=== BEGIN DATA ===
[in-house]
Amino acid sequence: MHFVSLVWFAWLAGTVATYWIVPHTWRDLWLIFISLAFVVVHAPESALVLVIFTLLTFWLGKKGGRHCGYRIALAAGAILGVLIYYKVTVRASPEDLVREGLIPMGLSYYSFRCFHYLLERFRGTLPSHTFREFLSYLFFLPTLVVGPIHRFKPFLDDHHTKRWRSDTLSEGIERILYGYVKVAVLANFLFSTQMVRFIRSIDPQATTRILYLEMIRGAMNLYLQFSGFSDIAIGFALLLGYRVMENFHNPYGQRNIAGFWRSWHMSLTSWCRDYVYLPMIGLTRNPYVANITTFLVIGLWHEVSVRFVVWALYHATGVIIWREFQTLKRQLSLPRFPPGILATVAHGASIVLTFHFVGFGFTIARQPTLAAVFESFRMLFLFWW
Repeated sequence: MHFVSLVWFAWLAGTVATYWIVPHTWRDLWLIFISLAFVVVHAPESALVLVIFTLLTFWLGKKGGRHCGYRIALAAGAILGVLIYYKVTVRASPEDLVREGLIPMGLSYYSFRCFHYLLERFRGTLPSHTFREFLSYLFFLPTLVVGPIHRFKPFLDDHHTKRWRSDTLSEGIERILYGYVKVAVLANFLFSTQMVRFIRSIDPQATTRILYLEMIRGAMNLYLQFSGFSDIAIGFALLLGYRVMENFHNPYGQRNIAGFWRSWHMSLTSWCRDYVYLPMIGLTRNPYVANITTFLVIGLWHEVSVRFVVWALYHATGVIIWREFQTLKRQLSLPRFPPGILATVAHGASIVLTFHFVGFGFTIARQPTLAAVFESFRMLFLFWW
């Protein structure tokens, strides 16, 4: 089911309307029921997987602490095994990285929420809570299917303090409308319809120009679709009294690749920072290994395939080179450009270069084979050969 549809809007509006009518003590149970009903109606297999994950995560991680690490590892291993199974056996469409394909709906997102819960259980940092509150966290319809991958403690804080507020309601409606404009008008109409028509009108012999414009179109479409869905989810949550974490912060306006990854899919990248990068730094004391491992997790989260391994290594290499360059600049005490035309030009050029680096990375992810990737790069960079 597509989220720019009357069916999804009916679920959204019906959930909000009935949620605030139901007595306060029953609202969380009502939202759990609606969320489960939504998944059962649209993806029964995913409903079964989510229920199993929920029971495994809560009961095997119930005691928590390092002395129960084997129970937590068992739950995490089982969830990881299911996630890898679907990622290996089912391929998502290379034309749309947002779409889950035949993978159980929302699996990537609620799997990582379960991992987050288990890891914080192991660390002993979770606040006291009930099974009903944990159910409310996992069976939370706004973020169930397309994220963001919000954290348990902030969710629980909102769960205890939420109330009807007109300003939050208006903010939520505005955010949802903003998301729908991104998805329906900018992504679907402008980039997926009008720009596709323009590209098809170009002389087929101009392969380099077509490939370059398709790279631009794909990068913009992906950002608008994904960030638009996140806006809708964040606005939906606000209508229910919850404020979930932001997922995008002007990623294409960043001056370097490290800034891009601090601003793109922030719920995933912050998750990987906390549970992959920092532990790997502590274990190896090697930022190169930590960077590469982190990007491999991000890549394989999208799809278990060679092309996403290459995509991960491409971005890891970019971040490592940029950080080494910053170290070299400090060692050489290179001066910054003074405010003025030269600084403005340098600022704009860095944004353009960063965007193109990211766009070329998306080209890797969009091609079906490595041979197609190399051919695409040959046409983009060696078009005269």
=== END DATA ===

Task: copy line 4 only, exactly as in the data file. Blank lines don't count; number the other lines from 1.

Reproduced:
């Protein structure tokens, strides 16, 4: 089911309307029921997987602490095994990285929420809570299917303090409308319809120009679709009294690749920072290994395939080179450009270069084979050969 549809809007509006009518003590149970009903109606297999994950995560991680690490590892291993199974056996469409394909709906997102819960259980940092509150966290319809991958403690804080507020309601409606404009008008109409028509009108012999414009179109479409869905989810949550974490912060306006990854899919990248990068730094004391491992997790989260391994290594290499360059600049005490035309030009050029680096990375992810990737790069960079 597509989220720019009357069916999804009916679920959204019906959930909000009935949620605030139901007595306060029953609202969380009502939202759990609606969320489960939504998944059962649209993806029964995913409903079964989510229920199993929920029971495994809560009961095997119930005691928590390092002395129960084997129970937590068992739950995490089982969830990881299911996630890898679907990622290996089912391929998502290379034309749309947002779409889950035949993978159980929302699996990537609620799997990582379960991992987050288990890891914080192991660390002993979770606040006291009930099974009903944990159910409310996992069976939370706004973020169930397309994220963001919000954290348990902030969710629980909102769960205890939420109330009807007109300003939050208006903010939520505005955010949802903003998301729908991104998805329906900018992504679907402008980039997926009008720009596709323009590209098809170009002389087929101009392969380099077509490939370059398709790279631009794909990068913009992906950002608008994904960030638009996140806006809708964040606005939906606000209508229910919850404020979930932001997922995008002007990623294409960043001056370097490290800034891009601090601003793109922030719920995933912050998750990987906390549970992959920092532990790997502590274990190896090697930022190169930590960077590469982190990007491999991000890549394989999208799809278990060679092309996403290459995509991960491409971005890891970019971040490592940029950080080494910053170290070299400090060692050489290179001066910054003074405010003025030269600084403005340098600022704009860095944004353009960063965007193109990211766009070329998306080209890797969009091609079906490595041979197609190399051919695409040959046409983009060696078009005269």